Speaking to reporters in the lobby of the league's hotel, Mara, a member of the league's competition committee, cited data released in January that showed concussions were up by nearly 32 percent in the 2015 season as cause for greater urgency in what he called the NFL's quest to make its game safer.
"There's no secret that repeated concussions can have a very serious long-term effect [on players]," Mara said. "And I am startled to a certain extent by the rise in concussions this year because we were on a steady downward trend for the last three years, and all of a sudden they spiked up this year, and we're still trying to understand why that is.
"We understand more than we did years ago, but we're still not even close to having the knowledge that we need to have going forward. That's why we're spending millions of dollars in research and trying to understand more about this issue. That's why we have the leading experts, we think, in the country on our health and safety committee. So we have a long way to go on that issue."
NFL data showed 271 concussions diagnosed during the regular season and preseason in 2015, up from 206 in 2014, 229 in 2013 and 261 in 2012. Mara said the competition committee reviewed tape of nearly every concussion from the 2015 season in an attempt to reduce future occurrences. Although he maintained the recent admission by Jeff Miller, the NFL's senior vice president for health and safety policy, establishing a link between degenerative brain disorders and football "wasn't anything new, though I know it was portrayed that way," Mara said his fellow owners grasp the magnitude of the CTE crisis.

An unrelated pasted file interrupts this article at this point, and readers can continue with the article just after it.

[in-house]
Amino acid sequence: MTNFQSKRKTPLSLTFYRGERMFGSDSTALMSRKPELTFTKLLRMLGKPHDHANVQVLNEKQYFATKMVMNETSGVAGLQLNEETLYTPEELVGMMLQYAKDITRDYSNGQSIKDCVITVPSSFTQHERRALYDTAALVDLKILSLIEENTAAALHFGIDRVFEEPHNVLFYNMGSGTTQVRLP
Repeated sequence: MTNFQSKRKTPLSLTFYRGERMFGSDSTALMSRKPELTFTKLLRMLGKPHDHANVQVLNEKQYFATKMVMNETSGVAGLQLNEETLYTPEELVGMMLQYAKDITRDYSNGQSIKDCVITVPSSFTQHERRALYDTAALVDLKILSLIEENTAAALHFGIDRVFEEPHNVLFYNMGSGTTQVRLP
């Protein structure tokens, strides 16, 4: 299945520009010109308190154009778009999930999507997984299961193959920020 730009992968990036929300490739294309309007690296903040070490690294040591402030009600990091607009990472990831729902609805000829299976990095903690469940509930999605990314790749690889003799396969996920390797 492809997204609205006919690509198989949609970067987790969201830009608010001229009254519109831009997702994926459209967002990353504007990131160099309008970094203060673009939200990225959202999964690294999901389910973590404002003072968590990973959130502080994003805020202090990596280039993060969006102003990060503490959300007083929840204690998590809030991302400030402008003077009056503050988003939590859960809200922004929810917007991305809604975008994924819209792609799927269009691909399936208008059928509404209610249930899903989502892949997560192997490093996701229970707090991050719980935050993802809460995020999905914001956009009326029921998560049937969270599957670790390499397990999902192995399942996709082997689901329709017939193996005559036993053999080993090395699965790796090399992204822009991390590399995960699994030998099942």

"I don't think we're hiding from it," he said. "I know a lot of people have accused us of hiding from it in the past, but I certainly don't think that's the case anymore. ... It's something we have to keep pouring money into and keep studying because it's not going away.
"You don't want to put your players at a greater risk than you already understand they're taking. You've got to do whatever you can to protect them. We need to understand why concussions are up because you hate to see it. It's the No. 1 challenge going forward, and everything else we talk about this week is secondary to that."
Mara also addressed the report in The Wall Street Journal that the league and the NFL Players Association are making progress on a deal that could strip commissioner Roger Goodell of his authority to discipline players under the personal conduct policy.
"We're still in the middle of discussions with the union about the personal conduct policy," Mara said. "We have a long way to go before we reach any type of agreement in that area. ... Could I see a scenario where some of those rules were changed by mutual agreement? Yes, I think that's possible. But we're a long ways off."
NFL VP: 'Certainly' a link between football, brain disease
ESPN investigative reporter Steve Fainaru discusses NFL vice president of health and safety Jeff Miller's admission of a link between football and brain trauma.